This three-fold formation produces a student with strong but ruly emotions well-trained to serve the intellect. Such students make fair judges of music “able to assess three points . . . first, what has been represented; second, how correctly it has been copied; and then, third, the moral value of this or that representation produced by language, tunes, and rhythms.”[5] Such a musical education “draws senses into spirit and so brings man to wholeness. It does not abolish the senses, but inserts them into the unity of this creature that is man. It elevates the senses by uniting them with the spirit.”[6]

Carving out the Opportunity to Build a Culture of Good Music

  • Limit what is heard in common areas and discourage, forbid, or make difficult the use of personal listening devices.
  • Suggest students give up all music as a personal resolution, for example, for Lent. This affords an opportunity to test one’s “addiction” to pop music without losing anything. Silence yields many benefits, besides enabling the student to view his music more objectively.
  • Do not try to argue about music. People take music as an expression of their identity and tend to view all comments as a personal attack. However, mild and good-humored teasing works; if you love your students, and they love you, they will notice your attitude towards music and imitate your example.

For a Religious Education Program:

  • Implement the above suggestions as much as you can.
  • Work with the parish music director and choirs. Or start a choir—but this takes a lot of time and talent.
  • Take up guitar or invite friends who can play. Introduce music into every activity, slowly—song by song, leaving time for people to memorize words and develop favorites. Provide talent shows, coffeehouses, and sing-a-longs as forums for music and encourage people to practice songs and share them with one another. Share music.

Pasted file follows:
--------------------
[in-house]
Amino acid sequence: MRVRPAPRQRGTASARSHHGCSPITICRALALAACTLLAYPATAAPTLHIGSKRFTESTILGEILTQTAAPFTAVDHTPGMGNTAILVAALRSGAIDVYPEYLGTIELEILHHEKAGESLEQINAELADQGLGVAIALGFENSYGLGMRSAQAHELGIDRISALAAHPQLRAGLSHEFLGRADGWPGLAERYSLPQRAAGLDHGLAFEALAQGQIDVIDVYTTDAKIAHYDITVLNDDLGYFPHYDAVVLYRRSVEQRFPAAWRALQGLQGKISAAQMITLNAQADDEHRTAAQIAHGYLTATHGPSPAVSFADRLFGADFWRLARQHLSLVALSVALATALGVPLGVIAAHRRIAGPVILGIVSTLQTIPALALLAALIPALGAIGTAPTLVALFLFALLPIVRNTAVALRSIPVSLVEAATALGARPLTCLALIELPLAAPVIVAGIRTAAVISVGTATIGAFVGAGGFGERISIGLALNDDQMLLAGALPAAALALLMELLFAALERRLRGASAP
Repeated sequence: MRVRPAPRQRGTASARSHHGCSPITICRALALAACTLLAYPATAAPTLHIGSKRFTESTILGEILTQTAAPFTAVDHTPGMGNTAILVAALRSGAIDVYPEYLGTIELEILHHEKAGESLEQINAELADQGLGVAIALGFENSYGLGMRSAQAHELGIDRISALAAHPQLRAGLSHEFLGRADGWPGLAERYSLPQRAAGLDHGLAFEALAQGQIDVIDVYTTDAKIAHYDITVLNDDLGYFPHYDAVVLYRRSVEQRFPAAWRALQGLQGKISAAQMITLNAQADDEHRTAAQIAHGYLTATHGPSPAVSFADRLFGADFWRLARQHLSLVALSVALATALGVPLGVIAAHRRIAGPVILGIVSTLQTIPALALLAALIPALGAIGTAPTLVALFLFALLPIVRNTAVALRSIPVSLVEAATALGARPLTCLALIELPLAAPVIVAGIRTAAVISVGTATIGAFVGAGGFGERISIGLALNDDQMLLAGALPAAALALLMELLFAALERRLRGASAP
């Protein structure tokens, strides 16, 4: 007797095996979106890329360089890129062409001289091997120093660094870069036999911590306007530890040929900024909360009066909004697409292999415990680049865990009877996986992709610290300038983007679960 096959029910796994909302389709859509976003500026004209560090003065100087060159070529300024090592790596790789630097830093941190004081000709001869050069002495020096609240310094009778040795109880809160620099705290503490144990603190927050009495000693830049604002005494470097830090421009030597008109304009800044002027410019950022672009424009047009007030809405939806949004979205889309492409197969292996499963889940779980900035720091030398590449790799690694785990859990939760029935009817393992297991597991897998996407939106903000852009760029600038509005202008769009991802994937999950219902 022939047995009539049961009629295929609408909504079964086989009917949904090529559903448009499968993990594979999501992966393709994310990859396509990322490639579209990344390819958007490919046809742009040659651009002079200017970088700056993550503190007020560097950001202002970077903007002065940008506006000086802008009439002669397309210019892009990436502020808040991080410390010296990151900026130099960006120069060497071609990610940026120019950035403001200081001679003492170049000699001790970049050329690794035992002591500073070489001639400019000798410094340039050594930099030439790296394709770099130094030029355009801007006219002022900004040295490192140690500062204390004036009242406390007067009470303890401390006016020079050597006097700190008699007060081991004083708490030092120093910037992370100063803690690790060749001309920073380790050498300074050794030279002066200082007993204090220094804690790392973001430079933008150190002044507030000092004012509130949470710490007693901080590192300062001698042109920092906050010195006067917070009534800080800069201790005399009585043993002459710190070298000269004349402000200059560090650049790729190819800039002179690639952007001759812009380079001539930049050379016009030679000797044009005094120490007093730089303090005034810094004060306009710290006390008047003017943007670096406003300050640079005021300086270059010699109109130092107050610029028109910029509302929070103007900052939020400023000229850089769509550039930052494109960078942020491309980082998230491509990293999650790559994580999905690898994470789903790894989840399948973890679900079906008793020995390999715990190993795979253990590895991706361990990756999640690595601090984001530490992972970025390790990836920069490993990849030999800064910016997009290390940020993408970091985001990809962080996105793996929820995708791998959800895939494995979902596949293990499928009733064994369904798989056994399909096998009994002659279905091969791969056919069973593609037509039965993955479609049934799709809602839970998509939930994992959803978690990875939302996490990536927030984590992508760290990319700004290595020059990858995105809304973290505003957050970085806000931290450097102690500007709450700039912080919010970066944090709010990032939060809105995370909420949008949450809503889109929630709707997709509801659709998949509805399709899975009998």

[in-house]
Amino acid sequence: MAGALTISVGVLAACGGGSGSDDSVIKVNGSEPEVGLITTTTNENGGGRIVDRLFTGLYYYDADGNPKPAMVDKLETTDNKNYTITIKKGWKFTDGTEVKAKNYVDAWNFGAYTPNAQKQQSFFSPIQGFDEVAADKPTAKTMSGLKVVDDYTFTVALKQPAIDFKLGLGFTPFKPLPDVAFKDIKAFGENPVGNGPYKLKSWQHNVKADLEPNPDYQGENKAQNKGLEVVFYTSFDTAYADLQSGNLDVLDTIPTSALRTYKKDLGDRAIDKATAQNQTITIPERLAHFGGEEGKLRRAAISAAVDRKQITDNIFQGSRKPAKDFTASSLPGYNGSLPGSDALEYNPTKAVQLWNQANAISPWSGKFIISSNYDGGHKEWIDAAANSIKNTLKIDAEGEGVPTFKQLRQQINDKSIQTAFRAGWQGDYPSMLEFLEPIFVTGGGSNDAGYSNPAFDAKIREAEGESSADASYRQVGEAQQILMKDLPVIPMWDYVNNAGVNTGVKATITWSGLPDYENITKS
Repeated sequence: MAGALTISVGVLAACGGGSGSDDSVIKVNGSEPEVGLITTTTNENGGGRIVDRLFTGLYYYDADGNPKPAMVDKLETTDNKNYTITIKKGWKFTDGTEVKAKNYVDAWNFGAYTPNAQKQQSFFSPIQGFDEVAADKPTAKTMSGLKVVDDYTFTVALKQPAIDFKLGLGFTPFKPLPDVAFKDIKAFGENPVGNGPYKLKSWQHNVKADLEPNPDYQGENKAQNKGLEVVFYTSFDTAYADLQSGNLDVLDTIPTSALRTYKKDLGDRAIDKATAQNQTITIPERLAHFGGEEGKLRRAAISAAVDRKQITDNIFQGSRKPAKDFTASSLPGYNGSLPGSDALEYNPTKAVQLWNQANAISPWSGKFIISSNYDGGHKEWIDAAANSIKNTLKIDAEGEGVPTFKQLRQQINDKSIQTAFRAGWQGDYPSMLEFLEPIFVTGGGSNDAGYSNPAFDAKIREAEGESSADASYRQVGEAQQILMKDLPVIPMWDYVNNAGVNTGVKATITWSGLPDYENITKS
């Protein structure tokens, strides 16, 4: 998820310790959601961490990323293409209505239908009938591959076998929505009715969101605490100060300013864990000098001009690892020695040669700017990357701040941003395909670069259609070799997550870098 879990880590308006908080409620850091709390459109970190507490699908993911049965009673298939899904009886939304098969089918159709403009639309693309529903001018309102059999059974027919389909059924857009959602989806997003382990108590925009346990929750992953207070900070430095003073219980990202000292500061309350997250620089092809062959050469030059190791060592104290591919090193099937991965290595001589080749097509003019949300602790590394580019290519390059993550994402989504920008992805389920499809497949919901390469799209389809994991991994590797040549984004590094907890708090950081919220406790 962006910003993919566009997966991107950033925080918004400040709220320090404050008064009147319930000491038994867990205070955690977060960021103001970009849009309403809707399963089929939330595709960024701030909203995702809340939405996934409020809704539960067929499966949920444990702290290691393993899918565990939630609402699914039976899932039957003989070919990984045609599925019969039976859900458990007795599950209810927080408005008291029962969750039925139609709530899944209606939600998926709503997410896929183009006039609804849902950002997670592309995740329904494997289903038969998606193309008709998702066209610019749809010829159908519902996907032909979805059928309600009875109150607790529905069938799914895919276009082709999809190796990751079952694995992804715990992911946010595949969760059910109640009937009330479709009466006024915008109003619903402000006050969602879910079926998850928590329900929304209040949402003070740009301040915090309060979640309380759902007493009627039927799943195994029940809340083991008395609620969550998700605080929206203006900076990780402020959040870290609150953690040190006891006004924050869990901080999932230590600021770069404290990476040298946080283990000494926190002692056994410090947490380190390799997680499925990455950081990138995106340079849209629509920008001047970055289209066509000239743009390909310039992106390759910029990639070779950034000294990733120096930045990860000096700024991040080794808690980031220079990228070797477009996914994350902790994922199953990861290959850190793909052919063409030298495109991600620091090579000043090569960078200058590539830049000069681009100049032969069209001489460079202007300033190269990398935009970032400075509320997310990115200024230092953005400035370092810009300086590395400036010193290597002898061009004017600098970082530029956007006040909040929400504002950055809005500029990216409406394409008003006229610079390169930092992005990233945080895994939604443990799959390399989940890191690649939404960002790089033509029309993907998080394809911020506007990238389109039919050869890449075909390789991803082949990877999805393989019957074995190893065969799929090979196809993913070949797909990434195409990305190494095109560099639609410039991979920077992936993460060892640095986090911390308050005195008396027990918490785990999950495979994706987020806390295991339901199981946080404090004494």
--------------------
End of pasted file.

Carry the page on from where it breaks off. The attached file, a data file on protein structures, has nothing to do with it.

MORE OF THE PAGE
Read This:

  • Aristotle. Politics.
  • Plato. The Laws, Republic.
  • Pieper, Josef. Only the Lover Sings.
  • Ratzinger, Joseph. The Spirit of the Liturgy.
  • Jubilate Deo, official Catholic Church collection of chants for the liturgy.
  • Crocker, Richard L. An Introduction to Gregorian Chant.

Resources:

  • http://www.stmichaelhymnal.com/ and http://www.adoremus.org/ for hymnals with excellent general collections of Catholic hymns and chant.
  • Golden Songbook, an excellent collection of SATB folk songs and hymns.
  • www.choralwiki.org/wiki/index.php/Main_Page New home of the Choral Public Domain Library. For free choral classical music.
  • http://www.liturgica.com/ for a good overview of the history of liturgical music with samples to listen to, recommended CDs, and reviews.
  • For free downloadable chant: www.christusrex.org/www2/cantgreg/index_eng.html
  • Folksong websites: http://www.mudcat.org/ and www.contemplator.com/folk.html#canada. Both sites have wonderful search engines and archives, and midi files. If you want sheet music, this might help you get started http://www.traditionalmusic.co.uk/.
  • http://www.folkalley.com/ for streaming folk-music online. You can hear pieces and then explore more about them.
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  • [1] Marrou, 134-135.
    [2] Aristotle, Politics, Bk VIII, Ch. 6, 1341a10-16.
    [3] Marrou, 139.
    [4] Ratzinger, Liturgy, 146.
    [5] Plato, Laws, Bk 2, 669a7-b3.
    [6] Ratzinger, Liturgy, 150.